Experimental Brain Research

, Volume 167, Issue 2, pp 160–164 | Cite as

Primary sensorimotor cortex activation with task-performance after fatiguing hand exercise

  • Nicola M. Benwell
  • Michelle L. Byrnes
  • Frank L. Mastaglia
  • Gary W. Thickbroom
Research Article


We have compared functional MRI signals in primary sensorimotor cortex (SM1) during a paced motor task of each hand before and after unimanual (right hand) fatiguing exercise. Our aims were to determine whether the degree of activation is different when a motor task is performed after a fatiguing exercise, and whether there are any differences in activation between movement of the fatigued and non-fatigued hands. There was a significant reduction in the number of voxels activated in SM1 in the hemisphere contralateral to movement of both the fatigued hand (38±5 pre-exercise versus 21±3 post-exercise; P<0.05) and the non-fatigued hand (32±4 pre-exercise vs 18±4 post-exercise; P<0.05). There was no significant difference in the magnitude of the functional magnetic resonance imaging signal before or after exercise, however, the variance increased significantly after exercise (6.0±0.5 pre-exercise vs 7.3±0.6 post-exercise; P<0.01). Reduced functional activation in SM1 may reflect increased variability in the activation rather than a reduction in activation of cortical motor networks after fatigue.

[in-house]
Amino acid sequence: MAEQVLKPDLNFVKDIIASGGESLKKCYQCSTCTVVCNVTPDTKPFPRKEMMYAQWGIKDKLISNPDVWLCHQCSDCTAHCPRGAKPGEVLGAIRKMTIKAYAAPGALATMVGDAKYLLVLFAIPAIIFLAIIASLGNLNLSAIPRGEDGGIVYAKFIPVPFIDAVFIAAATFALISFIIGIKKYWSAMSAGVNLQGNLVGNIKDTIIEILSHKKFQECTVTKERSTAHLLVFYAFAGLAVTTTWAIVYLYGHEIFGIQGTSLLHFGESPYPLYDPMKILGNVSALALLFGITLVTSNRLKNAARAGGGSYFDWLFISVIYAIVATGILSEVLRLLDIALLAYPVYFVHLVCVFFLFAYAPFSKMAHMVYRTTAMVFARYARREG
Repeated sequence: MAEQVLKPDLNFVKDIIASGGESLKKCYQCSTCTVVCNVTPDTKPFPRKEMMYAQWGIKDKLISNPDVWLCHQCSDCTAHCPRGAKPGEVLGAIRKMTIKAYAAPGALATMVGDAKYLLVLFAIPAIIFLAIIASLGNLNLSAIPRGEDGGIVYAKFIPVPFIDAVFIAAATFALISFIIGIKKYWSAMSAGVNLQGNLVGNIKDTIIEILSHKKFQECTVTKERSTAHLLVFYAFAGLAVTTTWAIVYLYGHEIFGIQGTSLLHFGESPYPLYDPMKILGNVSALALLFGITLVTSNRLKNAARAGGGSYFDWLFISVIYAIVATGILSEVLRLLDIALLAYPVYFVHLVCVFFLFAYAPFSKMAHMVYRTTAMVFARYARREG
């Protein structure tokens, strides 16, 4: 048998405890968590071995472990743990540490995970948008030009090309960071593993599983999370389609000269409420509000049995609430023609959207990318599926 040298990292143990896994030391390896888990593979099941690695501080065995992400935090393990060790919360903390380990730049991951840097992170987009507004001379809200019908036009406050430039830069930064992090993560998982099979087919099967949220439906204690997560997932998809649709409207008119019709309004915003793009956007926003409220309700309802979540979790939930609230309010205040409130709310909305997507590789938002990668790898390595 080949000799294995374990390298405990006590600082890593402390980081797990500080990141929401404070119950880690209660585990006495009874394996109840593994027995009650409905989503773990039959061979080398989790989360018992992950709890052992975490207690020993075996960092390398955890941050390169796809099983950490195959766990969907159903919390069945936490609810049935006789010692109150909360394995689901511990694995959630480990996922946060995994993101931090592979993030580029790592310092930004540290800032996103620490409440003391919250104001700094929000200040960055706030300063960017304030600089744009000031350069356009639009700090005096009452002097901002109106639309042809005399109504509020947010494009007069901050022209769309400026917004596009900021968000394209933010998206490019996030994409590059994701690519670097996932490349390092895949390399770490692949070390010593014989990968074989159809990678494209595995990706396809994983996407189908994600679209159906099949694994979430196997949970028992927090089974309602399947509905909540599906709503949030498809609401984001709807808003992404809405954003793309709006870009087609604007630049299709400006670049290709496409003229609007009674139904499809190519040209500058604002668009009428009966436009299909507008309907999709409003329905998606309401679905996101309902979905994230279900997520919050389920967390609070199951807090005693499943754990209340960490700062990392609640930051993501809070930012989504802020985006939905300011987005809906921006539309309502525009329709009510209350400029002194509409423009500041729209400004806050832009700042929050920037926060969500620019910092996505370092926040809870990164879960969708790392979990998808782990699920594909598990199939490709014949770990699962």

Fatigue Functional MRI Motor cortex 



We are grateful to Dr V Low (Head) and radiographers at the MRI Unit, Department of Radiology, Sir Charles Gairdner Hospital, for their support and assistance in carrying out these studies. Peter Clissa is thanked for technical advice. This study was supported by the Neuromuscular Foundation of Western Australia. NMB is a recipient of an Australian Postgraduate Award, Jean Rogerson Postgraduate Scholarship and 2004 Woodside Neurotrauma PhD Excellence Award.


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Copyright information

© Springer-Verlag 2005

Authors and Affiliations

  • Nicola M. Benwell
    • 1
  • Michelle L. Byrnes
    • 1
  • Frank L. Mastaglia
    • 1
  • Gary W. Thickbroom
    • 1
  1. 1.Centre for Neuromuscular and Neurological DisordersUniversity of Western AustraliaNedlandsAustralia

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